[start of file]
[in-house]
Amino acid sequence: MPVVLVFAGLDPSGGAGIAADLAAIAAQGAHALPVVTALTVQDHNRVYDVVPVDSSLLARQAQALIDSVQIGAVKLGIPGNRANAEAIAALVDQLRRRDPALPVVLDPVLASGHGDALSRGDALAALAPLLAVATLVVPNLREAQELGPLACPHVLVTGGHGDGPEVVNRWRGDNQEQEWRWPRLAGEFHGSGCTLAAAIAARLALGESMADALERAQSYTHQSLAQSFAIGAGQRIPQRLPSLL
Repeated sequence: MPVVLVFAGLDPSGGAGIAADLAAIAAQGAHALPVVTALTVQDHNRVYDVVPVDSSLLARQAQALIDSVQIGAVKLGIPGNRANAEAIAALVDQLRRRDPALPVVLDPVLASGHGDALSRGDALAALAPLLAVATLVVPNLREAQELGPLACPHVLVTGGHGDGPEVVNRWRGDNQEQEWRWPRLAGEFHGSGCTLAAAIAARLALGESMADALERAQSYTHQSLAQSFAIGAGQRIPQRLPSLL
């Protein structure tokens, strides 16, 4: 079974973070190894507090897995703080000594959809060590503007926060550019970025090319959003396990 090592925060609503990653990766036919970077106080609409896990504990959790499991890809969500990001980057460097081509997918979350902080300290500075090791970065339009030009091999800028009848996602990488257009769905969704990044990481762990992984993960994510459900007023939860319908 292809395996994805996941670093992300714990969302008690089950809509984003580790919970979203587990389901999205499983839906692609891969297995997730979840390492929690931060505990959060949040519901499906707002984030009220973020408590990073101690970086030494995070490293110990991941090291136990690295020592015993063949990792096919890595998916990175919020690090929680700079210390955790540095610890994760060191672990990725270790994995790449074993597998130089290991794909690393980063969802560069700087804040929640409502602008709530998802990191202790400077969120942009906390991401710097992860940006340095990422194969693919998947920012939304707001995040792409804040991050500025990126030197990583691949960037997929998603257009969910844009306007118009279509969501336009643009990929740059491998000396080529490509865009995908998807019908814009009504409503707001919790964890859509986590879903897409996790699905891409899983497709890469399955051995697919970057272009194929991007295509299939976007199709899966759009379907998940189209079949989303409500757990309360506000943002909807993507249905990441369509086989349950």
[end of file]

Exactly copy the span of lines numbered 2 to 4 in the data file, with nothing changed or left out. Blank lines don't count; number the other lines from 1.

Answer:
Amino acid sequence: MPVVLVFAGLDPSGGAGIAADLAAIAAQGAHALPVVTALTVQDHNRVYDVVPVDSSLLARQAQALIDSVQIGAVKLGIPGNRANAEAIAALVDQLRRRDPALPVVLDPVLASGHGDALSRGDALAALAPLLAVATLVVPNLREAQELGPLACPHVLVTGGHGDGPEVVNRWRGDNQEQEWRWPRLAGEFHGSGCTLAAAIAARLALGESMADALERAQSYTHQSLAQSFAIGAGQRIPQRLPSLL
Repeated sequence: MPVVLVFAGLDPSGGAGIAADLAAIAAQGAHALPVVTALTVQDHNRVYDVVPVDSSLLARQAQALIDSVQIGAVKLGIPGNRANAEAIAALVDQLRRRDPALPVVLDPVLASGHGDALSRGDALAALAPLLAVATLVVPNLREAQELGPLACPHVLVTGGHGDGPEVVNRWRGDNQEQEWRWPRLAGEFHGSGCTLAAAIAARLALGESMADALERAQSYTHQSLAQSFAIGAGQRIPQRLPSLL
């Protein structure tokens, strides 16, 4: 079974973070190894507090897995703080000594959809060590503007926060550019970025090319959003396990 090592925060609503990653990766036919970077106080609409896990504990959790499991890809969500990001980057460097081509997918979350902080300290500075090791970065339009030009091999800028009848996602990488257009769905969704990044990481762990992984993960994510459900007023939860319908 292809395996994805996941670093992300714990969302008690089950809509984003580790919970979203587990389901999205499983839906692609891969297995997730979840390492929690931060505990959060949040519901499906707002984030009220973020408590990073101690970086030494995070490293110990991941090291136990690295020592015993063949990792096919890595998916990175919020690090929680700079210390955790540095610890994760060191672990990725270790994995790449074993597998130089290991794909690393980063969802560069700087804040929640409502602008709530998802990191202790400077969120942009906390991401710097992860940006340095990422194969693919998947920012939304707001995040792409804040991050500025990126030197990583691949960037997929998603257009969910844009306007118009279509969501336009643009990929740059491998000396080529490509865009995908998807019908814009009504409503707001919790964890859509986590879903897409996790699905891409899983497709890469399955051995697919970057272009194929991007295509299939976007199709899966759009379907998940189209079949989303409500757990309360506000943002909807993507249905990441369509086989349950």